Sturgeon ‘convinced’ Scots they would vote for independence despite poll drop

Nicola Sturgeon said she believes Scottish will vote for it Scottish Independence despite a drop in recent polls.

In the first few months of the Covid-19 pandemic, support for Scottish independence reached record levels – rising to 56% of the vote in an Ipsos Mori poll for STV.

But that number has steadily decreased since then, raising doubts about the possibility of a victory for the Yes campaign in another vote.

But Nicola Sturgeon said in the days leading up to Thursday’s general election that she thinks Scots would still choose to leave the UK if given the chance for another referendum – which she claims is due late next year will take place.

I am convinced that when they have that choice again, people will vote for Scottish independence

First Minister Nicola Sturgeon

“I set out my thoughts on this at the Scottish Parliament election last year when I was standing for re-election First Minister and my government for re-election,” she said on BBC Breakfast.

“We have said we want to give people the choice of independence in the first half of this Scottish election period, so before the end of next year – 2023.”

She added: “I am convinced that when they have this choice again, people will vote for Scottish independence – most of the promises made to Scotland in the last referendum by those who argued against independence – not least, that we would have continued in the European Union – have been broken.

“But of course it is a matter for the Scottish people and I recognize the responsibility I have and those who argue for independence have to make this case and win this argument.”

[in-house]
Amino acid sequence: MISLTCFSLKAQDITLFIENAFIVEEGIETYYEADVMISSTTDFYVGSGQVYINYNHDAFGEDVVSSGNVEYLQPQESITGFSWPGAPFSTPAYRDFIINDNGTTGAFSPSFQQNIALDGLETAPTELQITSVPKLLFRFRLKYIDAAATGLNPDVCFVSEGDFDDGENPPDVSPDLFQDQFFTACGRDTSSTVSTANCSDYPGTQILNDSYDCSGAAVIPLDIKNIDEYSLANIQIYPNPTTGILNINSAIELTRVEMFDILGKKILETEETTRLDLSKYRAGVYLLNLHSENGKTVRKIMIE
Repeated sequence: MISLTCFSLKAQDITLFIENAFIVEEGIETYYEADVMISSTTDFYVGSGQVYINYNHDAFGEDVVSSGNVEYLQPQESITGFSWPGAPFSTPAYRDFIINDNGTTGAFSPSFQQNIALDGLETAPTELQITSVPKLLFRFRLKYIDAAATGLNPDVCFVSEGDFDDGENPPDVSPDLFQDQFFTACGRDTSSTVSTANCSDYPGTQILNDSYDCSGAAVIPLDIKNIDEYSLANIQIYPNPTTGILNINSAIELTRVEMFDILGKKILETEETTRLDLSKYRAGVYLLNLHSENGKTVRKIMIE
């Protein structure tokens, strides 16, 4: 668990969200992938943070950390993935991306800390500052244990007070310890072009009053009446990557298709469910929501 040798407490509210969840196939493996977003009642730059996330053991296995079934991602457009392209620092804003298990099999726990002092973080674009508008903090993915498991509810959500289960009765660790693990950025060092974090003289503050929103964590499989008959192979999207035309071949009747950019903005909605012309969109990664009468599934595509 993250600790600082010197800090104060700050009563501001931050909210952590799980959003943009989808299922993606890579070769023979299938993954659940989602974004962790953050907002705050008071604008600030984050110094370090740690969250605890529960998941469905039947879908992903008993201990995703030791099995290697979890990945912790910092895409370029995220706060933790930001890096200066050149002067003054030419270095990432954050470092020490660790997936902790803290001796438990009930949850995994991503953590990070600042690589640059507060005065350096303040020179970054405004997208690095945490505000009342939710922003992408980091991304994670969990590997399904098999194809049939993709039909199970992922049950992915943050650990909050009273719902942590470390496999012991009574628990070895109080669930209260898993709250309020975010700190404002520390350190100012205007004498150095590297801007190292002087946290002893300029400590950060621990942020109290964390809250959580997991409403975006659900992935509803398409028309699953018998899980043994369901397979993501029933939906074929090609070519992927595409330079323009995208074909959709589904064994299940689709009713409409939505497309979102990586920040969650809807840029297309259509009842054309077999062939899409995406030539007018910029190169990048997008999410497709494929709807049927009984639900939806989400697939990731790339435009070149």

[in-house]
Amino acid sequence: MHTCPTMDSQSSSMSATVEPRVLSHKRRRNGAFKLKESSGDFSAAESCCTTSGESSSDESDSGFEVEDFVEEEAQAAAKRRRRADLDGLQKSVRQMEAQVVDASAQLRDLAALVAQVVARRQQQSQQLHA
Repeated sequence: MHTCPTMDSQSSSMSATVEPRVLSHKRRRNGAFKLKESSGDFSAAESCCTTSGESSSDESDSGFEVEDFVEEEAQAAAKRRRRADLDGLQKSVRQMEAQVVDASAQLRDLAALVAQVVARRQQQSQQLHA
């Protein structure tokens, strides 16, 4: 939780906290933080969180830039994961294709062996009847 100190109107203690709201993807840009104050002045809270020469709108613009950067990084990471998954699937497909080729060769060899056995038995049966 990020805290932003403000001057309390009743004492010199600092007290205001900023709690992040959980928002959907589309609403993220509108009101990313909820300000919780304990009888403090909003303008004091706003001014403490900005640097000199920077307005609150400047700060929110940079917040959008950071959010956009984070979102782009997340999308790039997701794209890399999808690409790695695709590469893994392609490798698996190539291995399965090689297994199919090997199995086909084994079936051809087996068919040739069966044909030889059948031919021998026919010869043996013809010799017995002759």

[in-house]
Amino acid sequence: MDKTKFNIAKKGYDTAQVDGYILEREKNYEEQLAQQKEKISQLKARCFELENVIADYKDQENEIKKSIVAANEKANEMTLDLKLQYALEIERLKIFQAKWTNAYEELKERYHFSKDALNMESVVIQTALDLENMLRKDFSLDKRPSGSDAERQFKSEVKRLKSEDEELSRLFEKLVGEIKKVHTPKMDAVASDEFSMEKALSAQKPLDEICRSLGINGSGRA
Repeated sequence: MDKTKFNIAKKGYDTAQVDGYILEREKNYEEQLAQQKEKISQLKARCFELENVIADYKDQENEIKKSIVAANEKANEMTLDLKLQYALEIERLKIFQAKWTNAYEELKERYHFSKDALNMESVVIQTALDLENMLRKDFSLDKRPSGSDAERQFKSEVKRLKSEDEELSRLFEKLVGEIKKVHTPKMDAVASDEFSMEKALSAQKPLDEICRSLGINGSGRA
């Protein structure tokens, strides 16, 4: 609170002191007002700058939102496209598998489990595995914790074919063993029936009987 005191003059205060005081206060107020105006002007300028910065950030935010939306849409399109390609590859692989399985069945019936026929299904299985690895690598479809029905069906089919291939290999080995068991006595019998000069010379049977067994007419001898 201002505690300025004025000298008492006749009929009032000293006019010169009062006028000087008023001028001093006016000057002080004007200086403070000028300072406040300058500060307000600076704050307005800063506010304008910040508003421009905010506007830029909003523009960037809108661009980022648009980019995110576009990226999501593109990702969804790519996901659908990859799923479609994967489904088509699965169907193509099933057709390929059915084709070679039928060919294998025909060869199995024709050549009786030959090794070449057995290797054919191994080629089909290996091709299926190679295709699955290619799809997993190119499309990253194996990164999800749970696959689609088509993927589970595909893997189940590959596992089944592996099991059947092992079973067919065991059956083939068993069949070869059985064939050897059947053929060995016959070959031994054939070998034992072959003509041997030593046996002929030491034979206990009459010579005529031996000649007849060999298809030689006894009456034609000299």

Ms Sturgeon was on the campaign trail ahead of the council election (Jane Barlow/PA)

(PA wire)

The First Minister hinted during an appearance on Loose Women last month that she would resign if Scots voted no in another referendum.

But she said on Monday “that’s not a scenario I’m working towards.”

The First Minister’s comments come after her government was ordered by Scotland’s Information Commissioner to release parts of legal advice to ministers on independence.

Following a request for information from the Scot for legal advice in 2020 – which was denied by the Scottish Government – Darren Fitzhenry ruled that some of the information should be made public by June 10, although ministers have 42 days to appeal the ruling.

Speaking on BBC Radio Scotland on Monday, the First Minister said giving such legal advice was a breach of the Ministerial Code.

“You are aware of the provisions of the Ministerial Code whereby ministers like myself discuss the content of legal advice – if I did that today you would no doubt make me tomorrow to express myself in very legitimate journalistic terms, which I would like to add quickly, of breach of blaming the Ministerial Code, so I won’t go into that,” she said.

Governments do not normally publish legal advice because we value the opportunity to receive free and open legal advice

Nicola Sturgeon

According to the Ministerial Code, acknowledging the existence of legal advice is not prohibited and the disclosure of such advice could take place in “extraordinary circumstances”.

Last year the Scottish Government – under heavy pressure following a vote in Parliament – released legal advice it had received after the former First Minister Alex Salmond took legal action against him over the botched investigation into the handling of harassment complaints.

“The reason we are looking at this carefully is the long standing convention, not just in Scotland but the UK and probably most other countries around the world, that governments routinely do not publish legal advice because we value the ability to to receive free and open legal advice,” she added.

“So if we deviate from that convention, that’s a pretty important thing, it breaks precedent, and we want to look at that carefully.” Sturgeon ‘convinced’ Scots they would vote for independence despite poll drop

Bobby Allyn

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